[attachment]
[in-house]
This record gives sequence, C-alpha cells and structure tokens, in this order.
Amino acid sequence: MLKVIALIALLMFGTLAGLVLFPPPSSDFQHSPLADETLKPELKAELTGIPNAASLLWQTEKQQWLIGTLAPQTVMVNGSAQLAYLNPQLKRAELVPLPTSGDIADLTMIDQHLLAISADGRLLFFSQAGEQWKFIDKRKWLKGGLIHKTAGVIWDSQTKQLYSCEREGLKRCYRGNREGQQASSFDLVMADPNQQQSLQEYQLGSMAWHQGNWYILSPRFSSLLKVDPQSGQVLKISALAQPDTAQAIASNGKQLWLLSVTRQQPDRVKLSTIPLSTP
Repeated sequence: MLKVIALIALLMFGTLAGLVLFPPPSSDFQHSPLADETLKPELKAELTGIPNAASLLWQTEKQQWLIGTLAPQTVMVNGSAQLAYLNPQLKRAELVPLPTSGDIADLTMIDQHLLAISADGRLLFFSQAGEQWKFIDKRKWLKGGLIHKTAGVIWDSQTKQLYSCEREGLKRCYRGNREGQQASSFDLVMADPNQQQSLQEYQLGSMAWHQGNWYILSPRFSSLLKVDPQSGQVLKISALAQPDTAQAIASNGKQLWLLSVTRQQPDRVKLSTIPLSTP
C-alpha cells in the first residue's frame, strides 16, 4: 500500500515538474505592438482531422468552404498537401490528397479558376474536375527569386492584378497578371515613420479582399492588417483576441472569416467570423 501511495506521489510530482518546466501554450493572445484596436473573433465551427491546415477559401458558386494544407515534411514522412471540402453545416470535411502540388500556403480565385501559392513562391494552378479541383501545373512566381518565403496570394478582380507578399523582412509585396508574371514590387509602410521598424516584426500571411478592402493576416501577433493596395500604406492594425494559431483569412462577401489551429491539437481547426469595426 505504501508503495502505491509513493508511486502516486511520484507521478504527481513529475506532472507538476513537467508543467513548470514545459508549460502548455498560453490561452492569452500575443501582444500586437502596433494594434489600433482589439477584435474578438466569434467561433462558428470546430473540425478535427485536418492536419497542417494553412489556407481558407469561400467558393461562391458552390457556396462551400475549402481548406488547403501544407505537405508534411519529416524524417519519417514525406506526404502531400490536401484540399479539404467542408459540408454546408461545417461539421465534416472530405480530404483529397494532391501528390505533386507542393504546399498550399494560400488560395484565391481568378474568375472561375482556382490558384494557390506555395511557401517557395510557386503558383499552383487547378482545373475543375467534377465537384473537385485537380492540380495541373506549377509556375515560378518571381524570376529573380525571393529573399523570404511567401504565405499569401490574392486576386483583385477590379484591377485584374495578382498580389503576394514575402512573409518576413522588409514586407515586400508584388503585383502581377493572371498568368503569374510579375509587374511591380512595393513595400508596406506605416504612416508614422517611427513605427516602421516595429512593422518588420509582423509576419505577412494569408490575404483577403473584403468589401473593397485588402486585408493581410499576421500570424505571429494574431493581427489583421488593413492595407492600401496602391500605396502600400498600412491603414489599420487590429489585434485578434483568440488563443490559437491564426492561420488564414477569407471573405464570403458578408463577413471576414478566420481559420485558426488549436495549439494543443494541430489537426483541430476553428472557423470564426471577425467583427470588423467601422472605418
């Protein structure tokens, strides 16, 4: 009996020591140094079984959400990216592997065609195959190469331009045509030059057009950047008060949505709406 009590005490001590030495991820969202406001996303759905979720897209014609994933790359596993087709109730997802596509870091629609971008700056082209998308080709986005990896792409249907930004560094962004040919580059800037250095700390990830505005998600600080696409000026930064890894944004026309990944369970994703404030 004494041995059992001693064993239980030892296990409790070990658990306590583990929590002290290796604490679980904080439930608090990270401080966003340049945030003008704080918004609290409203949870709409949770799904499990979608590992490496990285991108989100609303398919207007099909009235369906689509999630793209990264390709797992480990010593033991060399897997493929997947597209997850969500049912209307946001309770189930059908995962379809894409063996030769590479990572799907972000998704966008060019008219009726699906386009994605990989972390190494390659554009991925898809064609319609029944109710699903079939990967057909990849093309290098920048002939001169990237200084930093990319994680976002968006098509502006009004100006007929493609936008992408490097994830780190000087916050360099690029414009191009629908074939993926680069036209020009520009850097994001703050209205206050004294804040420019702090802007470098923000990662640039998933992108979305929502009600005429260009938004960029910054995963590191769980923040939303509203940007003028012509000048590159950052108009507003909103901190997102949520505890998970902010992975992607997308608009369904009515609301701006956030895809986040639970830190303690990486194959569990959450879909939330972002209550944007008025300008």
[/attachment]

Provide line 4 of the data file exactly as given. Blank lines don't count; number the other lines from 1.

Repeated sequence: MLKVIALIALLMFGTLAGLVLFPPPSSDFQHSPLADETLKPELKAELTGIPNAASLLWQTEKQQWLIGTLAPQTVMVNGSAQLAYLNPQLKRAELVPLPTSGDIADLTMIDQHLLAISADGRLLFFSQAGEQWKFIDKRKWLKGGLIHKTAGVIWDSQTKQLYSCEREGLKRCYRGNREGQQASSFDLVMADPNQQQSLQEYQLGSMAWHQGNWYILSPRFSSLLKVDPQSGQVLKISALAQPDTAQAIASNGKQLWLLSVTRQQPDRVKLSTIPLSTP